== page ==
In Maine, Vermont and now Washington, D.C., felons don’t lose their right to vote, according to a 2021 analysis by the National Conference of State Legislatures.
In 21 states, felons lose their voting rights only while incarcerated, and regain their right to vote upon release. In the remainder of the states, felons also lose their voting rights while on parole and/or probation or have to meet other conditions to regain their right to vote.
Chambers said in a campaign video "one in 13 Black Americans are deprived of the right to vote."
Chambers’ video didn’t explain why they are deprived of the right to vote. But he was referring to the number of African Americans who lost the right to vote due to a felony conviction, based on a 2016 analysis from the Sentencing Project.
A 2020 report by the same group found that number dropped slightly to 1 in 16 African Americans. It includes people who have served their sentence, are on probation or parole, or remain in prison.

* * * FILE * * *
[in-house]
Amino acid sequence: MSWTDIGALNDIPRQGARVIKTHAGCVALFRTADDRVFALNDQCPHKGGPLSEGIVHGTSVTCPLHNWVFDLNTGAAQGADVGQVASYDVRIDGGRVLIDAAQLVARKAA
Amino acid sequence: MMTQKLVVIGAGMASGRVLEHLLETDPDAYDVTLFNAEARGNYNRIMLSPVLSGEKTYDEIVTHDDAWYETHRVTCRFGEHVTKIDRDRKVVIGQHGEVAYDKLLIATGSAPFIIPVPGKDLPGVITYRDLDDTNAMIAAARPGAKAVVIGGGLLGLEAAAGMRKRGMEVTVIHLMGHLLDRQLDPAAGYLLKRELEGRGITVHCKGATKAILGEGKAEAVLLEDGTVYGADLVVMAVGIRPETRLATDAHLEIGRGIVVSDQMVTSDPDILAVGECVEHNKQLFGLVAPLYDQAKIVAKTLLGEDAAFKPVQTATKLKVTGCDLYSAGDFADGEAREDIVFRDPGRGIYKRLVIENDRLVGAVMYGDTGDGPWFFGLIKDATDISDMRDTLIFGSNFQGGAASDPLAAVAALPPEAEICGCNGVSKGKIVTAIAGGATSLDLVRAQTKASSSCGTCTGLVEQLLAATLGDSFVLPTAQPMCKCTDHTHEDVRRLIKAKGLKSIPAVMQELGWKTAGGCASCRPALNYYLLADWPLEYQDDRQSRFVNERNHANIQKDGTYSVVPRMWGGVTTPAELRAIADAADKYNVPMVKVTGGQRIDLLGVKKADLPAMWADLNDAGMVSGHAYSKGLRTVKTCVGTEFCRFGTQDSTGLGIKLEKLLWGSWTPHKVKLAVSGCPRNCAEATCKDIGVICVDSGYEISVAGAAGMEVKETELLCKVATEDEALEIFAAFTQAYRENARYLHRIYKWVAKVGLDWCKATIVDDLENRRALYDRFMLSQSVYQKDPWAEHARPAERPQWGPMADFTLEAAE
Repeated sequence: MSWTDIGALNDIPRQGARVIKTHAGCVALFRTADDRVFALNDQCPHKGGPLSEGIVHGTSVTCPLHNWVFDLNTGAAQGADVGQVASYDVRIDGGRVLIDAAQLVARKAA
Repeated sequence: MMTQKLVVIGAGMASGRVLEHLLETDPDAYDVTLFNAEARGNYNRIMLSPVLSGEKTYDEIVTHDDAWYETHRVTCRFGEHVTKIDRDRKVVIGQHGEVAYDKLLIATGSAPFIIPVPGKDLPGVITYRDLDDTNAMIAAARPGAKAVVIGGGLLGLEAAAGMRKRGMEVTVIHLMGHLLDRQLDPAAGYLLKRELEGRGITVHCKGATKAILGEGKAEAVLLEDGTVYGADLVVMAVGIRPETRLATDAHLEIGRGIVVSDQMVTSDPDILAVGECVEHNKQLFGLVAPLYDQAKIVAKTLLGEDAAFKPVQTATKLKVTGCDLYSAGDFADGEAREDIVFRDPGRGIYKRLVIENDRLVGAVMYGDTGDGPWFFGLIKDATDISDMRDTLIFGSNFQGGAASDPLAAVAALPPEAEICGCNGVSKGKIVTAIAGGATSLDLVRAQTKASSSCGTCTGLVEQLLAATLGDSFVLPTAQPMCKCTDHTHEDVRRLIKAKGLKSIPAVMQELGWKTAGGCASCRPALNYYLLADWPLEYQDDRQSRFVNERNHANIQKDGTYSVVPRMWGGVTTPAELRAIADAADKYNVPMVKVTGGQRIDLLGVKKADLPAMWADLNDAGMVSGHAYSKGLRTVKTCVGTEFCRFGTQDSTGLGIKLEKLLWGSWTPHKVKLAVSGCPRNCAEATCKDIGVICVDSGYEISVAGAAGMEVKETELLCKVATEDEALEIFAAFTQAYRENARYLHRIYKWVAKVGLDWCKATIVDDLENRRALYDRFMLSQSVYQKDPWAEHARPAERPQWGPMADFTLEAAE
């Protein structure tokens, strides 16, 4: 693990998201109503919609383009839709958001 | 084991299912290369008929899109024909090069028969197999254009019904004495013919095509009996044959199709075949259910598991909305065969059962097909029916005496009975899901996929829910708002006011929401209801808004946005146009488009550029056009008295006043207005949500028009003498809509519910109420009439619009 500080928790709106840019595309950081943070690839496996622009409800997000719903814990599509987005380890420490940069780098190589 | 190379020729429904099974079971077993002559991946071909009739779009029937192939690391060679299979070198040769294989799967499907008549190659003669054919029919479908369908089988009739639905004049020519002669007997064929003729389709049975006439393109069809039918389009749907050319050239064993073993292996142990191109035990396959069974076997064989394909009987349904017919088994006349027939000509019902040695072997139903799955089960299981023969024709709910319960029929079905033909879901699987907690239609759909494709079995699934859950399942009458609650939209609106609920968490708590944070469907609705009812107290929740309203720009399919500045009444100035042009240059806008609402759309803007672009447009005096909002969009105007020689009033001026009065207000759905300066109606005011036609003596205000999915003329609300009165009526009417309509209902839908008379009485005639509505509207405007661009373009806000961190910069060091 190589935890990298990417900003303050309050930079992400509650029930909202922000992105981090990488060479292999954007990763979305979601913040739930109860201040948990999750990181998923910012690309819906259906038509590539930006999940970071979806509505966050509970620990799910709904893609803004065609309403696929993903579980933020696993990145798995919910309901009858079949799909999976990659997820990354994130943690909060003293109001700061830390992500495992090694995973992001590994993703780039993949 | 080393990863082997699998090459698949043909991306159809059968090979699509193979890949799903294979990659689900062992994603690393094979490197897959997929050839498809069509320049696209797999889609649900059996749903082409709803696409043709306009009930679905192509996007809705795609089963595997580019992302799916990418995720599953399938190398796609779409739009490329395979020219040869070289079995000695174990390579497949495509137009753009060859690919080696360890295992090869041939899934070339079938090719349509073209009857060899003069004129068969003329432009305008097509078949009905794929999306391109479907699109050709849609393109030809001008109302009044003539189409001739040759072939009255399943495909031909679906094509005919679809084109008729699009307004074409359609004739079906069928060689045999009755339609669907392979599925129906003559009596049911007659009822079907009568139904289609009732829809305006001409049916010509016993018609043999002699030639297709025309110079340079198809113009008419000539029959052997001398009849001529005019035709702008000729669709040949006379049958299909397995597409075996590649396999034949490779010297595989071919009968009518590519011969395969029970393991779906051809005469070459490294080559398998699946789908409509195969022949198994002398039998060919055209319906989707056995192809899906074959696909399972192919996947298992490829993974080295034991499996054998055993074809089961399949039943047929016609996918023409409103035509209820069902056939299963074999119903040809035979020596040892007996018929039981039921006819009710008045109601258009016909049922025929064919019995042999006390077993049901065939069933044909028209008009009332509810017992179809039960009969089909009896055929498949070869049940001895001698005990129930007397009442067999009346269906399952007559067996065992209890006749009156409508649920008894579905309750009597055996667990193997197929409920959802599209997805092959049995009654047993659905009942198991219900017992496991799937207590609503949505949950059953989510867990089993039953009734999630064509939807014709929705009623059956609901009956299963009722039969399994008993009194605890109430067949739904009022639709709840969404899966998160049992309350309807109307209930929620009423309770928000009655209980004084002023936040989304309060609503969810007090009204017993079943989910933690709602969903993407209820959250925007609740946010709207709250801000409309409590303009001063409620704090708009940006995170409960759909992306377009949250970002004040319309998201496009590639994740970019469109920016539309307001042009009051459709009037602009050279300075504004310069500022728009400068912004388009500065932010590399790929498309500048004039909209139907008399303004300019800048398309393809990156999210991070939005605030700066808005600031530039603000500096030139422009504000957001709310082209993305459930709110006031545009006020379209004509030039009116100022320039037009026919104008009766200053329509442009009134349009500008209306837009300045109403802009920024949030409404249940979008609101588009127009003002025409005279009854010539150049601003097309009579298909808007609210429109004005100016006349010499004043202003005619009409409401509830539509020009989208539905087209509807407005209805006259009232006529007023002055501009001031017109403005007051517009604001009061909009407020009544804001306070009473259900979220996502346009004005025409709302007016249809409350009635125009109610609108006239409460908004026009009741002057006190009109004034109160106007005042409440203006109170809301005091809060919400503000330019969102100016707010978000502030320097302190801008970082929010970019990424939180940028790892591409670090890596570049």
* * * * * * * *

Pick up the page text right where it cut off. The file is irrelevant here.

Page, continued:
Chambers’ overall point that a significant number of Black people are disenfranchised due to a felony conviction is correct, but in an environment where issues of voter suppression are widely discussed and debated, the figure benefits from more explanation. We rate this statement Half True.
Gary Chambers, U.S. Senate candidate, Campaign video, Feb. 9, 2022
Brookings Institution, The demographics of racial inequality in the United States, July 27, 2020
The Sentencing Project, 6 Million Lost Voters: State-Level Estimates of Felony Disenfranchisement, 2016
The Sentencing Project, Locked out: Estimates of people denied voting rights due to a felony conviction, 2020
National Conference of State Legislatures, Felon voting rights, June 2021
Tampa Bay Times, Florida ruled felons must pay to vote. Now, it doesn’t know how many can. Oct. 7, 2020
Brennan Center for Justice, Voting Rights Restoration Efforts in Florida, Sept. 11, 2020
PolitiFact, Bernie Sanders set off a firestorm over prisoners voting, but his facts are straight, April 24, 2019
Email interview, Christopher Uggen, professor of sociology and law at the University of Minnesota, Feb. 11, 2022
Email interview, Sarah Shannon, associate professor of sociology University of Georgia, Feb. 11, 2022